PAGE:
Is a Non-Explosion Proof Air Conditioner a Ticking Time Bomb?
As much as the evening news would have a hay-day with that headline, most of us can relax, the air conditioner in your house is no more likely to explode than the TV hanging on your wall. However, in some industrial situations, the phrase Explosion Proof air conditioner has come to mean an HVAC unit in a hazardous or classified environment that will not become an ignition source through spark or arch through normal use of the unit. An explosion proof air conditioner is one that was built or modified so it does not become an ignition source in a hazardous location where gases, dust or fibers are, or may be present in combustible concentrations.
There are many environments where explosion risks exist. The most obvious being environments where flammable fumes and gases are present. Paint and chemical plants, mines and the oil and gas industries. Less obvious are flammable dust, metals, and grains. Dust explosions can happen when combustible material is dispensed in high enough concentrations with oxidizing gases like oxygen. A google search of “Dust Explosion” will yield many tragic accidents where everyday products like sugar, wheat, and metal were the propellant in accidents.
What are the Explosion Proof standards?
The needs of a grain processing plant are going to be different from an oil refinery. That’s why in North America the hazardous locations are classified in: classes, divisions & groups. It’s a simple system with 3 Steps to help you define a hazardous location the HVAC unit must operate in.
Step 1: Class
Helps you define the general nature or properties of the hazardous material. It can be one of three options.
• Flammable gasses or vapors are present (or may be present) in quantities sufficient to produce explosive or ignitable mixtures.
• Combustible or conductive dust are present (or may be present) in enough amounts to produce explosive or ignitable mixtures.
• Ignitible fibers or flyings are present (or may be present) in quantities sufficient to produce explosive or ignitable mixtures.
Step 2: Division
Division measures the probability of the hazardous material being present in an ignitable concentration as defined:
High probability – The explosive mixture is present continuously, intermittently or periodically as part of routine operating conditions.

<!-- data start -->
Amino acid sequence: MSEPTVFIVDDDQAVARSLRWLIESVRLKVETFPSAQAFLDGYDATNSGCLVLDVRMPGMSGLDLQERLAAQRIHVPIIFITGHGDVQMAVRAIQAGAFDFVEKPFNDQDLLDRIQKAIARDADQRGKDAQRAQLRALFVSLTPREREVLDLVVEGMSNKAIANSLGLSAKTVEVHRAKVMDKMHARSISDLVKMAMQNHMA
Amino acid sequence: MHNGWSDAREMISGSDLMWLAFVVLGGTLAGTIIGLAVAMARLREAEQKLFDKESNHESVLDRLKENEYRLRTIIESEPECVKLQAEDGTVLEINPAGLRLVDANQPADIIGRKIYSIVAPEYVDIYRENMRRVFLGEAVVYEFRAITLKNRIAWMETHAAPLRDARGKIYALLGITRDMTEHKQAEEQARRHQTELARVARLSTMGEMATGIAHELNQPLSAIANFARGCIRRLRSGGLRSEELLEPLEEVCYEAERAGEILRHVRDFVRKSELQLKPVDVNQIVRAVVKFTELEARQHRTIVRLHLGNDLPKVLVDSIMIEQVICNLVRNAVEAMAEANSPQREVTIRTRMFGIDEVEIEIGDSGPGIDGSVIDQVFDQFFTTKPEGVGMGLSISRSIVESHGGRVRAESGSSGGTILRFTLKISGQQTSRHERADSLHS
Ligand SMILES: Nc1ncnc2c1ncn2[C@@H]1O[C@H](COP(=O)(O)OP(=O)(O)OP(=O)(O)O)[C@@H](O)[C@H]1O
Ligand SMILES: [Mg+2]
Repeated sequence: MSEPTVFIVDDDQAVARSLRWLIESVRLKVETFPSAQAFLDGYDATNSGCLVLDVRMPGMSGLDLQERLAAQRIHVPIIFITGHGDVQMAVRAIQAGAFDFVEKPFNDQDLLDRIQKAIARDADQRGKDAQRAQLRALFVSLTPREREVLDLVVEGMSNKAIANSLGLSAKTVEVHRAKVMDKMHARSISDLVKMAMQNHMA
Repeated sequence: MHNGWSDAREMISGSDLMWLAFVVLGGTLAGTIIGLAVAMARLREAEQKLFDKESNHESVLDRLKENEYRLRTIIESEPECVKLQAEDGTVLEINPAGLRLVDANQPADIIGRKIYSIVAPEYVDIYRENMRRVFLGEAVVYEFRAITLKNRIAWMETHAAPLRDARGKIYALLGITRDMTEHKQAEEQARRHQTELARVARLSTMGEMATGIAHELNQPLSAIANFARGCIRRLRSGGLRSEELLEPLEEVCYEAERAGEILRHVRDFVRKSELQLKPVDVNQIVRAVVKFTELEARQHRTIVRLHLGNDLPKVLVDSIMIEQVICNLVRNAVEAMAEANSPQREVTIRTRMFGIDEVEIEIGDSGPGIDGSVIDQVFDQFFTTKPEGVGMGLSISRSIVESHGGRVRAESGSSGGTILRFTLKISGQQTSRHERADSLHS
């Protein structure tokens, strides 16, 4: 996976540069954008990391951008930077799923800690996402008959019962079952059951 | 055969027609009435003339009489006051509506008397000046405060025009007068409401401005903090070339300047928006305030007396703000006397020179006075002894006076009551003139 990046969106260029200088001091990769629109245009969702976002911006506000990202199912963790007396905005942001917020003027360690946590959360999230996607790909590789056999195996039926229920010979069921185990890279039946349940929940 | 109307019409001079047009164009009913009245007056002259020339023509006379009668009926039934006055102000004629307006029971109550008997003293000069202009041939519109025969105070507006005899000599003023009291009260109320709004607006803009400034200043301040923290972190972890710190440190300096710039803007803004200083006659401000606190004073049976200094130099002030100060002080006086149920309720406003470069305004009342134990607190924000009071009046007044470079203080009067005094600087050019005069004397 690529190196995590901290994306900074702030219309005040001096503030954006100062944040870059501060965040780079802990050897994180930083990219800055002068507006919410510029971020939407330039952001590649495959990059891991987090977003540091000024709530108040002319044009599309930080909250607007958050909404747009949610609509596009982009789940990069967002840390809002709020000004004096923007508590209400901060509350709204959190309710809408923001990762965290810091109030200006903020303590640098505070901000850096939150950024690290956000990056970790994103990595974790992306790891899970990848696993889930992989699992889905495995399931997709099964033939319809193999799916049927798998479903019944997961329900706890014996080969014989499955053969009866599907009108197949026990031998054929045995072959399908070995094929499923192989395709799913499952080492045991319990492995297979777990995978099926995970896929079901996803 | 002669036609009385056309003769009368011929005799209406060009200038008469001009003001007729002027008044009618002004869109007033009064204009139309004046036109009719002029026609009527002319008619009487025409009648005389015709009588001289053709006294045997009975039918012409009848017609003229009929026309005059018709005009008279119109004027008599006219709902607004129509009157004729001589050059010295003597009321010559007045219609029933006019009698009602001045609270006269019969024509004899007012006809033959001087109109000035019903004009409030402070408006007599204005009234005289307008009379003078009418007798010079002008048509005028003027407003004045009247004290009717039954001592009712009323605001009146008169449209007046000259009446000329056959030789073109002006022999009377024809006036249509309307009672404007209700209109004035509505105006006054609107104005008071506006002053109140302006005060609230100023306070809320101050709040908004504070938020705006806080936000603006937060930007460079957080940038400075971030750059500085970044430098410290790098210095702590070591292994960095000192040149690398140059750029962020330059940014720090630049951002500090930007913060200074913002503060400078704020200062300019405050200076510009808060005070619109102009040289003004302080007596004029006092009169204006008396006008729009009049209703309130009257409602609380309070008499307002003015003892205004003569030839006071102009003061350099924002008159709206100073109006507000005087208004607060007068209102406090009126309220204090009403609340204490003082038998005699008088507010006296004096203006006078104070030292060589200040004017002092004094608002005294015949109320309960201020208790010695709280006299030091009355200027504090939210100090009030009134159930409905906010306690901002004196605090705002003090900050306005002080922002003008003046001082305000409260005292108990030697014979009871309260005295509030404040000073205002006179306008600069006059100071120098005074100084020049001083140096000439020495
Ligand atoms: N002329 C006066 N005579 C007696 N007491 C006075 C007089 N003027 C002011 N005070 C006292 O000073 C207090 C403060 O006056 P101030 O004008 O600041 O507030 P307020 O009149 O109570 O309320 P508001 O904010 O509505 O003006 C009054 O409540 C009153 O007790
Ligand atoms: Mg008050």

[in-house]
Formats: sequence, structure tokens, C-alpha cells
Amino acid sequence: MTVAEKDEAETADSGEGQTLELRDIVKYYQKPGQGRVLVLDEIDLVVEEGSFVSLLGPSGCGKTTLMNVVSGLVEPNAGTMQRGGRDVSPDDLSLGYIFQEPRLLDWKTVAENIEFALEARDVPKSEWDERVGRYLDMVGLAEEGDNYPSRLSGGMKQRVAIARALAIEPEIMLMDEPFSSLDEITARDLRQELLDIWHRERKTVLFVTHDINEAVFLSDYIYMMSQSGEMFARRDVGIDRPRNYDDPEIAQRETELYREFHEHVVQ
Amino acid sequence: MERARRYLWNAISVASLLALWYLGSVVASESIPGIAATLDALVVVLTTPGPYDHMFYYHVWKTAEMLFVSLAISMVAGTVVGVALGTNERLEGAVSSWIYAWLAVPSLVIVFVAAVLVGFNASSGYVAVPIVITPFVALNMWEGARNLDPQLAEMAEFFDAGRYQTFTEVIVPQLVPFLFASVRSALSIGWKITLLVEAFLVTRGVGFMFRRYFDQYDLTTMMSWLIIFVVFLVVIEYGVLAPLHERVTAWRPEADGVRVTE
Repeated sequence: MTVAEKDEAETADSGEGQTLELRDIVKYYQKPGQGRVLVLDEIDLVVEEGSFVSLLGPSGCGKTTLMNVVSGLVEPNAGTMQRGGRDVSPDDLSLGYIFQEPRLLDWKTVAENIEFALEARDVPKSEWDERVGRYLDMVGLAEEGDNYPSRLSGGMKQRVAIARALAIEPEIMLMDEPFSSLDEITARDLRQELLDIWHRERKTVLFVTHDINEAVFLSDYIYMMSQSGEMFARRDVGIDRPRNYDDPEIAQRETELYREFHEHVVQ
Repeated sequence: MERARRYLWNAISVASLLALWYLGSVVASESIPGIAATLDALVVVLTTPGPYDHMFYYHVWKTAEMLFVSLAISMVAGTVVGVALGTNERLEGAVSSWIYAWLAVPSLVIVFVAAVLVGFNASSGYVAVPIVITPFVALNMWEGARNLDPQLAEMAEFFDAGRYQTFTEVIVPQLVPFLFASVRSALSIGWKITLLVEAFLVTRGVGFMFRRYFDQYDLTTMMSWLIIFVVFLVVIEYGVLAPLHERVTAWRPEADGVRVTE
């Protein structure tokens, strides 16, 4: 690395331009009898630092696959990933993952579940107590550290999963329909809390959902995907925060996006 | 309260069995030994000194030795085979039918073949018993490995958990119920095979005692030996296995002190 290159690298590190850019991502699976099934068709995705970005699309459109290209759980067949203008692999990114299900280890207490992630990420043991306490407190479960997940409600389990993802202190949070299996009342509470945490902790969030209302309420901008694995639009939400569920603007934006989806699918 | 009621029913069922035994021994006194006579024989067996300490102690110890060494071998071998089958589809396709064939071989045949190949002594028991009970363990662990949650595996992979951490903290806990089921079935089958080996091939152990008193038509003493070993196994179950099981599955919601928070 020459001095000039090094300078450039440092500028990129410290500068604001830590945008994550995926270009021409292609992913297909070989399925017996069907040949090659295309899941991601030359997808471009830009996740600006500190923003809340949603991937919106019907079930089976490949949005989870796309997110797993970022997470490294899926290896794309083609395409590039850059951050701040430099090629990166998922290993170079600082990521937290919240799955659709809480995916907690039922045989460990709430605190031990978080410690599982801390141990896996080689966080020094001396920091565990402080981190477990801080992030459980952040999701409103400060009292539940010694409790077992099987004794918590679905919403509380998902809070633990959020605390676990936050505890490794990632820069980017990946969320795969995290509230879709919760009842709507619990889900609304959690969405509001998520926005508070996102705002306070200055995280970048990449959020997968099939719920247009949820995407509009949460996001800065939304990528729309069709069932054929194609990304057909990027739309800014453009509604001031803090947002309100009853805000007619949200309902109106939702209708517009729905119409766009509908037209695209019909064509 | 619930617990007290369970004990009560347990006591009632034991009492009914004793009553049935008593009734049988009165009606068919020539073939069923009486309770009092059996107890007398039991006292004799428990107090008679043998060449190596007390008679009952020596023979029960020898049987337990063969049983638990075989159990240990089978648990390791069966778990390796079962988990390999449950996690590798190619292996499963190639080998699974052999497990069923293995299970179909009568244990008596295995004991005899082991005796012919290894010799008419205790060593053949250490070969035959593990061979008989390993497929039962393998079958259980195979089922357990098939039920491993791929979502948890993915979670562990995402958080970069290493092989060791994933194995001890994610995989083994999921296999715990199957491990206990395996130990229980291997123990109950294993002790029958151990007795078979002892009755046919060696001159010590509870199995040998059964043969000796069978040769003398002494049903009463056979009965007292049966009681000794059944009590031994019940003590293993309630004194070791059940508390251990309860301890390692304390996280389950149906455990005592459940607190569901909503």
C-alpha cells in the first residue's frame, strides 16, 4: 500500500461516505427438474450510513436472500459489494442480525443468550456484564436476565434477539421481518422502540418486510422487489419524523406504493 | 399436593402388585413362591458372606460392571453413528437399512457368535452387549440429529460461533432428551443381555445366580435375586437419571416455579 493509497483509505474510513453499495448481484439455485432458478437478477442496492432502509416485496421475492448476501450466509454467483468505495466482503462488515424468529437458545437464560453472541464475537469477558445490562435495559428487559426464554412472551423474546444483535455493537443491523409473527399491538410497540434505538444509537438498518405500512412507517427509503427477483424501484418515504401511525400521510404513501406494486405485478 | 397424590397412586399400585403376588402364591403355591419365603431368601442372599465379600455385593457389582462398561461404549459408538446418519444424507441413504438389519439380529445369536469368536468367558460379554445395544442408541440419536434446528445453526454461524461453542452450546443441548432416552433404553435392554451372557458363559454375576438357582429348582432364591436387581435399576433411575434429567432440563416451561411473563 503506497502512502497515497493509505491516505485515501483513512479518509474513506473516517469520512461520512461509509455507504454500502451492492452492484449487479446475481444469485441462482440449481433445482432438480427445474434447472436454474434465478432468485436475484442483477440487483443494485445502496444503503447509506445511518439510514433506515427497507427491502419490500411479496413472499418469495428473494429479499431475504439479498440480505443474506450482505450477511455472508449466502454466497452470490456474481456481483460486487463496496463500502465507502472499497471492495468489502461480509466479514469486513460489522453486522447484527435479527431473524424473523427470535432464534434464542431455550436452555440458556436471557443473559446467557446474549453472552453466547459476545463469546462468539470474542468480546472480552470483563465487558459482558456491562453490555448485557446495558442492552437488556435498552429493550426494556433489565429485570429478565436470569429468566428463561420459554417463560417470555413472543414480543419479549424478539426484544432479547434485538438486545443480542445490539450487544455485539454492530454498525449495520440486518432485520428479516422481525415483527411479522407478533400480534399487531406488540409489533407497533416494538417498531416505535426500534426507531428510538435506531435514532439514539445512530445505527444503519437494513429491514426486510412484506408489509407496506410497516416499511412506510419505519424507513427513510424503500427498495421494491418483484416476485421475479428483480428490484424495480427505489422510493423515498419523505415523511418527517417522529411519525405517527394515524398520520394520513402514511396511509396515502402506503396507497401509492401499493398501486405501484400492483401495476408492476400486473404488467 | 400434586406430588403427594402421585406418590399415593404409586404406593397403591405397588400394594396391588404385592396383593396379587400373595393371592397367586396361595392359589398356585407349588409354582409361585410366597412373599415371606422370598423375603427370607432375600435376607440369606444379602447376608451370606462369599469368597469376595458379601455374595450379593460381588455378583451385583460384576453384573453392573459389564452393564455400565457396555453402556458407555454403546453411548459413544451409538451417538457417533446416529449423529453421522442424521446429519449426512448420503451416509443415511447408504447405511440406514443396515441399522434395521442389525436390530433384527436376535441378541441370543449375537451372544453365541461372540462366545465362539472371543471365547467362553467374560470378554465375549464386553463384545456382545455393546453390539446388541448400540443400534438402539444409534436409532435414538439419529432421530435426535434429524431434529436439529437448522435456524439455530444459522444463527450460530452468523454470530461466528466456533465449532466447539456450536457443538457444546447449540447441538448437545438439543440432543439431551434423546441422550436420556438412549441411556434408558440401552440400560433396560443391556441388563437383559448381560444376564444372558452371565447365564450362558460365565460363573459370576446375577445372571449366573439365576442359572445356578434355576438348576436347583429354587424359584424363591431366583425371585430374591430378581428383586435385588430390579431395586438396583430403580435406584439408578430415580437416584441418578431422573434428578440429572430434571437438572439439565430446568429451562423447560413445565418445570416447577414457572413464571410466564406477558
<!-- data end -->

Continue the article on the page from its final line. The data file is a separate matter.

Low probability – The substance has a low likelihood of producing an explosive or ignitable mixture during abnormal conditions – such as a container failure or system breakdown.
Step 3: Groups
Groups define the type of hazardous material you’re dealing with in the atmosphere. It groups hazard by the letter. Letters A, B, C & D are gas related while letters E, F & G are dusts.
Defining the hazards is paramount when designing a system that works in your environment. Each Class, Division, and Group brings with it unique challenges we must consider when manufacturing or modifying your unit.
Does The Entire Air Conditioner Need to Be Explosion Proof?
Not necessarily. Manufacturing an explosion proof air conditioner is a time consuming and expensive process, so It’s best to locate as much electrical equipment as possible outside a classified area. Fortunately, air conditioners come in two different parts: an “Indoor Section” (Evaporator) and “Outdoor Section” (condenser) so you can modify the section that comes into contact with the classified location. A manufacturing facility may have dusts, fibers or gasses inside a building but the outside is unclassified. In this scenario, it’s possible only the “Indoor Section” (Evaporator) will require explosion proofing. The inverse is also true for a refinery example. A Blast resistant module may be non-hazardous on the inside but need to operate in an environment on the outside that may have flammable gasses. Isolating the part of your system to the hazardous space can save time and money. Build your unit with our online tool and we’ll help you figure out what is best for your situation.
How do you Explosion Proof an air conditioner?
The underlying concept is simple. Eliminate or isolate any components with a potential to arch or spark. Practically speaking, that means going through a system with hundreds of parts that’s mechanically, and electrically connected and removing all the risk. Some solutions are as simple as swapping out a steel fan blade with an aluminum one to eliminate the possibility of it sparking if it comes in contact with something else. Attention to how units are wired and how each connection is made to every component. Explosion proof enclosures for components that do pose a risk and perhaps even rewiring the entire unit with an intrinsic wiring. Each unit is unique to the hazards and requirements of the location.